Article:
WISN studies equip health workforce policy-makers with information to define national standards, revise staffing norms, improve staff distribution and reclassify health facilities. The experiences from Bangladesh, Oman, Philippines and Papua New Guinea are presented by Nuruzzaman et al. [20], Elfaki et al. [21], Dimiri et al. [22] andAytona et al. [12]. The multi-country study on planning reproductive maternal newborn child health (RMNCH) services in Bangladesh, Ghana, Kenya, Oman and Papua New Guinea by Kunjumen et al. demonstrates that evidence-based workforce planning must be context-specific requiring that each country develop its own workload components and activity standards aligned to their local contexts and that activity standards cannot be adopted or adapted from one country to another despite having similar workload components [23]

Knowing your health staff requirements for palliative care, trauma care and in emergency situations play a huge role in ensuring timely and efficient care. While Silva et al. demonstrates how WISN can be used to assess staffing need in a palliative care team [19], Haroon et al. used the WISN methodology to identify staff gaps in Pakhtunkhwa Province of Pakistan that would hamper an adequate response to public health emergencies [24]. On the other hand, McQuide et al., utilized the service standards set up in WISN studies and another WHO tool—The Health Workforce Estimator (HWFE) [25] to estimate the required number in each relevant health occupation to determine staffing requirements for COVID-19 management in Mali and Kenya [26]. The results demonstrate that the WISN approach applied to the Health Workforce Estimator tools can be readily adapted to the local context to rapidly estimate the number of health workers and beds needed to respond to the predicted COVID-19 pandemic caseload.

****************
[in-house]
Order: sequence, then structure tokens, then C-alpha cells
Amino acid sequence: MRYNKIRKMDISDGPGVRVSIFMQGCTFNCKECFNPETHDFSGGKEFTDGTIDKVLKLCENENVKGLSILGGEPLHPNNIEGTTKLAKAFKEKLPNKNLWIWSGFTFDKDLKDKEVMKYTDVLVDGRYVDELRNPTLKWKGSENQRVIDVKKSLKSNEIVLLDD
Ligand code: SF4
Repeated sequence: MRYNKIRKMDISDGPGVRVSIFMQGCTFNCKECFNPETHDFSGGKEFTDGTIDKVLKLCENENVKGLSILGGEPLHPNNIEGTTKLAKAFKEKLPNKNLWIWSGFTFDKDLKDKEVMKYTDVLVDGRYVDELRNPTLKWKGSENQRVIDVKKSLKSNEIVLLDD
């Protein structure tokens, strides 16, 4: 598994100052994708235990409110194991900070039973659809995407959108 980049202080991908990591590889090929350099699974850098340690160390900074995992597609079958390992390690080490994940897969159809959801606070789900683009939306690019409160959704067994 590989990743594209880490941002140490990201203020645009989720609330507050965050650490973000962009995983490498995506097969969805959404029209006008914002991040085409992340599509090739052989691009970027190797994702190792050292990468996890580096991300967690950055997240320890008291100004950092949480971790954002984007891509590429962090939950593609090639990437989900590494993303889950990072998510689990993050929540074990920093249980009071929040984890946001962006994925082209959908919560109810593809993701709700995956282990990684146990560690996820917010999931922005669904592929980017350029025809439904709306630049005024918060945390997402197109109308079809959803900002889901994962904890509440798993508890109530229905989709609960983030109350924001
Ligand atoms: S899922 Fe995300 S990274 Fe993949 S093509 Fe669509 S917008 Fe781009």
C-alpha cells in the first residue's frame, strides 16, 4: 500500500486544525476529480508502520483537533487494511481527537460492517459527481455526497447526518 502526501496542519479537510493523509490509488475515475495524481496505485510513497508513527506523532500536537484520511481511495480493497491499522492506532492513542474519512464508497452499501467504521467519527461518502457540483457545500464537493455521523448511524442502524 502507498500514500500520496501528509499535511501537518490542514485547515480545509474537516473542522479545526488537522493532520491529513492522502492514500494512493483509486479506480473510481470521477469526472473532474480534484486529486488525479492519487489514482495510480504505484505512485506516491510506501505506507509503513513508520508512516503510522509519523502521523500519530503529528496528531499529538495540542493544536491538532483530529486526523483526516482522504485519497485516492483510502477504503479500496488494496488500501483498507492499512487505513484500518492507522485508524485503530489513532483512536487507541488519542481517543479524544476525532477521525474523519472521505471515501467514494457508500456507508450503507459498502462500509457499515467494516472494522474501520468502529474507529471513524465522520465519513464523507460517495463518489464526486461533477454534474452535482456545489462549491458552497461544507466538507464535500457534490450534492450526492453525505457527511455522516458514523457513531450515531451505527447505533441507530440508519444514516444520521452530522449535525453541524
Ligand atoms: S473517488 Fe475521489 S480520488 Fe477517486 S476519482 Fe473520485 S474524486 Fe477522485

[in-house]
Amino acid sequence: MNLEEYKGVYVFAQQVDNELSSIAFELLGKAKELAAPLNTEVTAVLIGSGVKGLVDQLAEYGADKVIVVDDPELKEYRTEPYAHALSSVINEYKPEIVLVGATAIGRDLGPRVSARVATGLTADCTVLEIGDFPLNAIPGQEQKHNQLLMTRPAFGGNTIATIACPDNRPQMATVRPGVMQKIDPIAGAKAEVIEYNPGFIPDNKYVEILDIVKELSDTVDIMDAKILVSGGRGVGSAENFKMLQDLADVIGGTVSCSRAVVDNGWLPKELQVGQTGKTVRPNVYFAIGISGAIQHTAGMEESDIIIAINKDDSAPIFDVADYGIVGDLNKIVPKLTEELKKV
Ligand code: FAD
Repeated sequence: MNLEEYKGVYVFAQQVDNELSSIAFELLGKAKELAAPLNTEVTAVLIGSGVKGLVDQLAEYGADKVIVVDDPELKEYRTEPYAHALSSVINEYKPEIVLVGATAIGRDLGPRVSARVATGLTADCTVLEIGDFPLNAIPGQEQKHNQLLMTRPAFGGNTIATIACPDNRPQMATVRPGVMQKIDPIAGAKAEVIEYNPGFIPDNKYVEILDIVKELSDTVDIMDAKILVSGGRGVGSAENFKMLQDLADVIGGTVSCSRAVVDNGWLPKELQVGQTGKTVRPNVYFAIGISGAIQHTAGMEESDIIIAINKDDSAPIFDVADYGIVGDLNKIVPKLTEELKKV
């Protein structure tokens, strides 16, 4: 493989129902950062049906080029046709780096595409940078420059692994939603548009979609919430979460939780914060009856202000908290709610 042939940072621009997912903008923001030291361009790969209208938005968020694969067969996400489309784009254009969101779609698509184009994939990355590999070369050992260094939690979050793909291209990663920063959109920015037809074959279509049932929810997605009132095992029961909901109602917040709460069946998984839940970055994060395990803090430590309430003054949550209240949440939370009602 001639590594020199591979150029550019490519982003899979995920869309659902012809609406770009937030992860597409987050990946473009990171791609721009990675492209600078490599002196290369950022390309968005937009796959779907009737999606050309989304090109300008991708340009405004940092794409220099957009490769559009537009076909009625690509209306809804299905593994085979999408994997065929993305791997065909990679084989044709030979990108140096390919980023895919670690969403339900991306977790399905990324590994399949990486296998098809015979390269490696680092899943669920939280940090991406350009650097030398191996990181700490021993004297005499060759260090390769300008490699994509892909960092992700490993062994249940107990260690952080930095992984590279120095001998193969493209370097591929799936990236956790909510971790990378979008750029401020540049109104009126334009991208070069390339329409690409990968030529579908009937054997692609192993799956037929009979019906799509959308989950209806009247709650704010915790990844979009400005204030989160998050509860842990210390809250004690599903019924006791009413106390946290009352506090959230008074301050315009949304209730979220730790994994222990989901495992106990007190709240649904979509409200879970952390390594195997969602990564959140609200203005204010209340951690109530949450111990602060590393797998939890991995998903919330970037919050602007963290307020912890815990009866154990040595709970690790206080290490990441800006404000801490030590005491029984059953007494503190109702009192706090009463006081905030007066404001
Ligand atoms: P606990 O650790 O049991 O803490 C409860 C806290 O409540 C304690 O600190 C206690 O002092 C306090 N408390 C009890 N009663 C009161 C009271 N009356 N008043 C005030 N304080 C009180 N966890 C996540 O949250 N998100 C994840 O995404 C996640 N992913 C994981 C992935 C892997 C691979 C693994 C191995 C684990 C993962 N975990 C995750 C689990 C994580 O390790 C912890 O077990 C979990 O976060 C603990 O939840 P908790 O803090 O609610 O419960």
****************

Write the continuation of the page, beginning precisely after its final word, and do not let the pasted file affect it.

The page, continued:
To conduct a WISN study, one needs to master the methodology outlined in the WISN User manual which includes the scientific calculations and implementation mechanism built on the intended scope of the study [7]. The study by Namaganda documents lessons learned from a Delphi study that rated eight technical steps of WISN [27]. Key lessons learned were that the benefits gained from applying the WISN methodology outweighs the challenges faced in understanding the technical steps and that starting with small-scale projects sets the ground for more effective scale-up than attempting massive national application of the methodology for the first time, amongst others. This translates well to the agreement at the global experts meeting in Istanbul, that the selected sections of the WISN user manual and user interface features of the WISN software need to be enriched to guide users to relevant policy and management decisions. While the WISN methodology is straightforward to implement using primarily micro-data from health facilities, it is conceded that analysis using macro-level data is equally required to strengthen health workforce projection and forecasting.